Hazen, frequently in collaboration with his wife Margaret Hindle Hazen, has written several books and many related articles on aspects of the history of American science and society. Previous works include American Geological Literature and North American Geology (a bibliography and review, respectively, of early American geological research), Wealth Inexhaustible (a history of American mining and other mineral industries), and The Poetry of Geology (a collection of geological poetry of the 18th and 19th centuries). The Breakthrough: The Race for the Superconductor (Summit, 1988) is his popular account of the discovery of high-temperature superconductivity. The Hazens also wrote Keepers of the Flame (Princeton, 1990), a cultural and technological history of fire in early America, published by Princeton University Press. Hazen’s books, The New Alchemists: Breaking through the Frontiers of High-Pressure Research (Times Books, 1994) and The Diamond Makers (Cambridge University Press, 1999), explore the history of diamond making and other high-pressure applications.

In 1990 Hazen, with physicist James Trefil, wrote Science Matters: Achieving Scientific Literacy (Doubleday, 1991; second edition 2009), which now has more than 250,000 copies in print in a dozen languages. That volume proposes a definition of scientific literacy based on overarching scientific principles. In conjunction with the book Hazen has appeared on NBC’s The Today Show, CBS’s Nightwatch, NOVA (WGBH, Boston), and numerous other national and local TV and radio programs. Hazen also contributed articles and editorials to Newsweek, The New York Times Magazine, Chronicle of Higher Education, The Scientist, and other periodicals. Hazen and Trefil have also written three undergraduate textbooks that amplify these themes, The Sciences: An Integrated Approach (Wiley, 8th edition, 2015), The Physical Sciences (Wiley, 1996), and Physics Matters (Wiley, 2003). The Sciences also served as the basis for Hazen’s 60-lecture video and audio course, “The Joy of Science,” which is distributed nationally as part of the Great Courses series (The Teaching Company, Chantilly, Virginia). Why Aren’t Black Holes Black: Unanswered Questions at the Frontiers of Science (Anchor, 1998), written with Maxine Singer, adopts the style of Science Matters, but focuses on the most compelling unanswered questions that drive today’s science. Genesis: The Scientific Quest for Life’s Origin (Joseph Henry Press, 2005), with a companion 24-lecture series, “The Origins of Life” (The Teaching Company, 2005), surveys the origins-of-life research field.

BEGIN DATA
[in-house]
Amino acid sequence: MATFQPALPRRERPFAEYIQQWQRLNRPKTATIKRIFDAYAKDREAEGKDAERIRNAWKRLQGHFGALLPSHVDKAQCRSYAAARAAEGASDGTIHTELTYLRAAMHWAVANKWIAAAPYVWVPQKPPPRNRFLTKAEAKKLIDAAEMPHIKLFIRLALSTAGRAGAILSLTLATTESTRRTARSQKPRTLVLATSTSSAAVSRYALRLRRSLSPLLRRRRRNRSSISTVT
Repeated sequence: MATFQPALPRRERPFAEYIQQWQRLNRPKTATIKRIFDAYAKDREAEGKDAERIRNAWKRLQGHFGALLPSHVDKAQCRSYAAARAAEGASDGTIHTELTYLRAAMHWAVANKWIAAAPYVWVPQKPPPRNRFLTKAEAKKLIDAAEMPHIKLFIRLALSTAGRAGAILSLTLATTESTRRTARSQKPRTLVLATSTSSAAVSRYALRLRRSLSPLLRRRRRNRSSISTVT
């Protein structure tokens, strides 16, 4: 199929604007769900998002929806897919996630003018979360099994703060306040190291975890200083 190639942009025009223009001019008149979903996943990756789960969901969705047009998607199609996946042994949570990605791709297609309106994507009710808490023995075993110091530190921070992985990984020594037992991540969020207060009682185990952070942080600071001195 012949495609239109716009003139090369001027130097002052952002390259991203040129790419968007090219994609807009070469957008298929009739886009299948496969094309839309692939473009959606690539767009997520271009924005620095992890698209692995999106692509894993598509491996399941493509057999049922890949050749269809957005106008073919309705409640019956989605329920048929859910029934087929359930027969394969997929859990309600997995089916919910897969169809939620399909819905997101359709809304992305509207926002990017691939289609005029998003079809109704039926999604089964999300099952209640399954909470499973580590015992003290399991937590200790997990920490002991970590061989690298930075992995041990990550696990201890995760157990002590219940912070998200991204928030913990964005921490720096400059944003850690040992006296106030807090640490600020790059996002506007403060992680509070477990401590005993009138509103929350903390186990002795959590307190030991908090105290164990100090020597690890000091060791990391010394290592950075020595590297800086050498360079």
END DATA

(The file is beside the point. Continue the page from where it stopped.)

Hazen’s most recent book, The Story of Earth (Viking, 2012) examines more than 4.5 billion years of Earth history framed in the context of the coevolving geosphere and biosphere. The Story of Earth was named a semi-finalist in the 2013 Royal Society (London) Science Book Prize, a finalist in the 2013 Phi Beta Kappa Science Book Prize, and one of Kirkus Reviews “top 25 non-fiction books” of 2012. The book, and the thematic subject of mineral evolution, will be the basis of an episode of NOVA (WGBH TV, Boston) now in production and to be aired in the Fall of 2015. The book has also been developed as a 48-lecture video/audio course in the Great Courses series, published by The Teaching Company (2013).